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What You Should Do To Minimize Cell Phone Health Risks

For years debate has raged as to whether or not cell phones pose a health risk. Specifically, some Health Coach worry that prolonged cell phone use might cause cancer.

Cell phone manufacturers and other cell phone proponents scoff at such worries, pointing to a number of large scale studies that have found no connection between cell phone use and cancer. Other health officials, however, counter these assurances by pointing to different studies that do indicate an increased risk of cancer among cell phone users.

So what are we to believe? Are cell phones safe or not?

The answer is that neither side of the debate can claim with absolute certainty that they are right. Cell phones may indeed be perfectly safe, or they may not be. We simply won't know until more research is conducted.

In the meantime, however, a warning about cell phones issued last month (July 2008) by the University of Pittsburgh Cancer Institute suggests that we would be wise to take precautions when we use cell phones. In fact, Dr. Ronald Herberman, director of both the Institute and the University of Pittsburgh Medical Center Cancer Centers, issued an advisory to all faculty and staff members of both institutions about possible health risks associated with cell phone use.

In his memorandum to them, he wrote, "Recently I have become aware of the growing body of literature linking long-term cell phone use to possible adverse health effects including cancer. Although the evidence is still controversial, I am convinced that there are sufficient data to warrant issuing an advisory to share some precautionary advice on cell phone use." And in an interview, he cited the fact that public health officials in other countries, including Canada, also recommend limiting cell phone use, especially children and teenagers.

Dr. Herberman has also joined more than 20 other international experts in signing a document calling for precautions with regard to cell phone use. Also signing the document were Dr. Devra Davis, director of the University of Pittsburgh Cancer Institute's Center for Environmental Oncology, and Dr. Servan-Schreiber, a brain cancer survivor.

The concerns Dr. Herberman and his colleagues have about cell phone use stem, in part, from preliminary data from a 13-country study of cell phone use and tumors known as the Interphone study. Although release of the study's overall findings has been delayed for more than two years, according to Dr. Slesin, a number of European countries have already reported an elevated risk for certain brain tumors among long-term cell phone users, particularly on the side of the head where the phone is used. Dr. Slesin adds that a separate group of Swedish researchers reported similar findings.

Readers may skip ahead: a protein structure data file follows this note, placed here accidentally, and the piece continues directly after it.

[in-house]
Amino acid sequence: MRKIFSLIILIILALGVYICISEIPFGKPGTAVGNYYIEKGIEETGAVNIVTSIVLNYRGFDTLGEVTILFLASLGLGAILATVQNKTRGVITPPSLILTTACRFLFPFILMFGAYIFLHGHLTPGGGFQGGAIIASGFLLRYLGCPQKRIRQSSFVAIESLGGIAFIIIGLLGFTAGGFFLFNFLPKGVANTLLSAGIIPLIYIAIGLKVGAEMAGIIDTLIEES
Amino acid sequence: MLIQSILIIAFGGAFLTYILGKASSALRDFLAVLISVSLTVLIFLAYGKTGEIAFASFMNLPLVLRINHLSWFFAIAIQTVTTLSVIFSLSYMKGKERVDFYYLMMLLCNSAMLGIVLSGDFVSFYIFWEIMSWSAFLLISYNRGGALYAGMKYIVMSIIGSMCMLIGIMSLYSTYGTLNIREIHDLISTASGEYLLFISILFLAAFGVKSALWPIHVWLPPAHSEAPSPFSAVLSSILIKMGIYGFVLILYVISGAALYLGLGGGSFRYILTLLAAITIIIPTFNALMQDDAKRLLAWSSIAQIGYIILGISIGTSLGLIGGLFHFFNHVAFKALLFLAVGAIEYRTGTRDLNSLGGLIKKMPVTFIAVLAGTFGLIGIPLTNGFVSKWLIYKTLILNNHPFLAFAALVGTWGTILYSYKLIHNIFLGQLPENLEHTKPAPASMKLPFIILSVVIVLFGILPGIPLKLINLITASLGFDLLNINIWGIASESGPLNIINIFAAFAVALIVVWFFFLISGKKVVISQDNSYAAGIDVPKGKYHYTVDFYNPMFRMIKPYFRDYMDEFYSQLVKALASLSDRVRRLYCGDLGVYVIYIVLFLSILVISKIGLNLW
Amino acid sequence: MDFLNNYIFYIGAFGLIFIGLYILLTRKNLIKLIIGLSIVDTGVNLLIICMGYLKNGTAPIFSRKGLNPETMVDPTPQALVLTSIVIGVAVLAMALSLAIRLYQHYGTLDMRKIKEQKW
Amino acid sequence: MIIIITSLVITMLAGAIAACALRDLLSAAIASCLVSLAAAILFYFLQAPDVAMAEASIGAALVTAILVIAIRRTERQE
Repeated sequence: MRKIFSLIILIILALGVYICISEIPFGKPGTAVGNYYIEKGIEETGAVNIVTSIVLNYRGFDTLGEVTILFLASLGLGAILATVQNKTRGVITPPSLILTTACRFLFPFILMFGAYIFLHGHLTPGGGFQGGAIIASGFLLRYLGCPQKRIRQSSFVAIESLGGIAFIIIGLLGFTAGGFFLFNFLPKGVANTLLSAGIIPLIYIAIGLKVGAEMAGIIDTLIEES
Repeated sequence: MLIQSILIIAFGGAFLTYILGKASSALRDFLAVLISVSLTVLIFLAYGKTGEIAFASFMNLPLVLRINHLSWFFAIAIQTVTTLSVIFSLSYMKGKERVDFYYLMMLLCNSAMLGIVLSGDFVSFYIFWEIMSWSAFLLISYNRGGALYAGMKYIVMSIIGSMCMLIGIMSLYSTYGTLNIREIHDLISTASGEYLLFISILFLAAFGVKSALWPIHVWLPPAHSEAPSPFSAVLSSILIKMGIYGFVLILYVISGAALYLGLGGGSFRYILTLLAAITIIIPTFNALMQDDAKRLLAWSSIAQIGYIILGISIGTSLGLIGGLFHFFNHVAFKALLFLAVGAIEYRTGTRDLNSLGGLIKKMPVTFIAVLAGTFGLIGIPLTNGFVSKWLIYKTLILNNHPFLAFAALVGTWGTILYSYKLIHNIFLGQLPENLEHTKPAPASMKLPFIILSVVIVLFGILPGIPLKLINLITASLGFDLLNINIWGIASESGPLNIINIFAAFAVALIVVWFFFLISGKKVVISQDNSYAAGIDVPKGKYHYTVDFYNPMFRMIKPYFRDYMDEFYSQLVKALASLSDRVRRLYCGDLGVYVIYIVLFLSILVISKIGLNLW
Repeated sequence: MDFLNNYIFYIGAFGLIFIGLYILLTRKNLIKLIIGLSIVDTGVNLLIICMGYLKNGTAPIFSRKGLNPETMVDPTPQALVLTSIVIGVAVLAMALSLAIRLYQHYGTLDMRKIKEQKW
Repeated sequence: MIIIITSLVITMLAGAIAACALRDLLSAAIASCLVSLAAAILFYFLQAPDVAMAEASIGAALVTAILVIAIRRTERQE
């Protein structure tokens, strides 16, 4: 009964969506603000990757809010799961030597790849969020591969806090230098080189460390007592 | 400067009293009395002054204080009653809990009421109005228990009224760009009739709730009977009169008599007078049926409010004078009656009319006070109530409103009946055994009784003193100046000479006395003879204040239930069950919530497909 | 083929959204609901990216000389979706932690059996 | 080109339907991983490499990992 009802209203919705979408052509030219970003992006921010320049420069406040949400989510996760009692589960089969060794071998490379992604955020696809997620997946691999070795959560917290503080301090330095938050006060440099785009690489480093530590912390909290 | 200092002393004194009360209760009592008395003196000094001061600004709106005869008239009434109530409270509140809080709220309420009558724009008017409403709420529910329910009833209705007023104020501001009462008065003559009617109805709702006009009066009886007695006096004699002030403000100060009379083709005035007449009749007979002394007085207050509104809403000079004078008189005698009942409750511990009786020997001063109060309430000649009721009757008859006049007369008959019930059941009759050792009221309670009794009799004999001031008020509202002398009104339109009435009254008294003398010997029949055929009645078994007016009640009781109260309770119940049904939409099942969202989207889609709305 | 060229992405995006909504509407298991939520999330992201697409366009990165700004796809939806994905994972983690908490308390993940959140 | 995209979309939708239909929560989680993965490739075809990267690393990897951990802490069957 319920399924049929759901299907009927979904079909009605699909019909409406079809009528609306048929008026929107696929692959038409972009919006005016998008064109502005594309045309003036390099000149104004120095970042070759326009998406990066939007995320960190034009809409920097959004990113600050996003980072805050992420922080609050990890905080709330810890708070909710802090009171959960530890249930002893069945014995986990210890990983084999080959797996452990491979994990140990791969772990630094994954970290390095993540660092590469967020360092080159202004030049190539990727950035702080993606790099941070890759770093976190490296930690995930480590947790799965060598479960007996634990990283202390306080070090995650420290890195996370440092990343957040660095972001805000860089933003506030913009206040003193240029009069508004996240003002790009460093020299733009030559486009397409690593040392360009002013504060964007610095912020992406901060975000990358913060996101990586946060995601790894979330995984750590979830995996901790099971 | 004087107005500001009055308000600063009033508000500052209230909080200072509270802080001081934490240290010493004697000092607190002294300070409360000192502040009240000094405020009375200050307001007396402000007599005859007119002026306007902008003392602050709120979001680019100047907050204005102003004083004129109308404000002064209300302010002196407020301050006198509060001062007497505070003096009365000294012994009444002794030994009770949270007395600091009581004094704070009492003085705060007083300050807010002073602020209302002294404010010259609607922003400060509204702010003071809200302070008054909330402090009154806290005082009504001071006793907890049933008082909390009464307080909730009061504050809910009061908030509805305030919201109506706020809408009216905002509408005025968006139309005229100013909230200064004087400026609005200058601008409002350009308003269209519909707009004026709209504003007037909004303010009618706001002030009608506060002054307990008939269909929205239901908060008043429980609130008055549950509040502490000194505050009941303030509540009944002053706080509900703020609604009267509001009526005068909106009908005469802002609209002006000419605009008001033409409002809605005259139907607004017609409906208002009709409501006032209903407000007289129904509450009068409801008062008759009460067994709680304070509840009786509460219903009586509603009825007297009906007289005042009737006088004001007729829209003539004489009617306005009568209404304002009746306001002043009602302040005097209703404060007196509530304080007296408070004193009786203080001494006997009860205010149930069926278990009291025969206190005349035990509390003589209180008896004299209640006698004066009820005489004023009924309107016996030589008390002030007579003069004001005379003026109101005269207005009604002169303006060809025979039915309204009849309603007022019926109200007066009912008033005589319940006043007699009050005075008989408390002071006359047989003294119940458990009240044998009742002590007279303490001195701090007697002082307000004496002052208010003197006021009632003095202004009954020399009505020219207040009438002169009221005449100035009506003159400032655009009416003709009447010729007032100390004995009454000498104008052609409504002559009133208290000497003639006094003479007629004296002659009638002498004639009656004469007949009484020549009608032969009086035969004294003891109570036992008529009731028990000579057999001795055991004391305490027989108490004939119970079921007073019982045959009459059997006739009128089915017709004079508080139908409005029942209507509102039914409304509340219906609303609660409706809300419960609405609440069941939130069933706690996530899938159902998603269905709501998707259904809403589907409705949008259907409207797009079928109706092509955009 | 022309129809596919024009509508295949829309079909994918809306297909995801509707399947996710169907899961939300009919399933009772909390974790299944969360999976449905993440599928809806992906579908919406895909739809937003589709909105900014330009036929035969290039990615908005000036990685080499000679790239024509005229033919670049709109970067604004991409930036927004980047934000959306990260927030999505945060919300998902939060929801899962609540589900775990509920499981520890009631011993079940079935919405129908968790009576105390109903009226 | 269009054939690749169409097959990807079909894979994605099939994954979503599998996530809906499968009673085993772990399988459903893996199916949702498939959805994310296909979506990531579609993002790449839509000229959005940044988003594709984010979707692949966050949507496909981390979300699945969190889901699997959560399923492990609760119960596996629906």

"From a public health perspective, it makes sense to limit risks," advises Dr. Dan Wartenberg, director of environmental epidemiology at the University of Medicine and Dentistry of New Jersey and another of the international experts calling for precautions when using cell phones.

In addition to the document they signed, the group of experts is also calling on cell phone manufacturers to provide phones "with the lowest possible risk" and is encouraging cell phone users to operate cell phones "in a way that is most compatible with preserving their health." This include taking measures to limit exposure to the electromagnetic radiation emitted by the cell phones, such as shortening the length of conversations and keeping cell phones away from the head by text messaging or using headsets or speaker phone options. The group also recommends that children not use cell phones except in emergencies because a child's developing organs "are the most likely to be sensitive to any possible effects of exposure."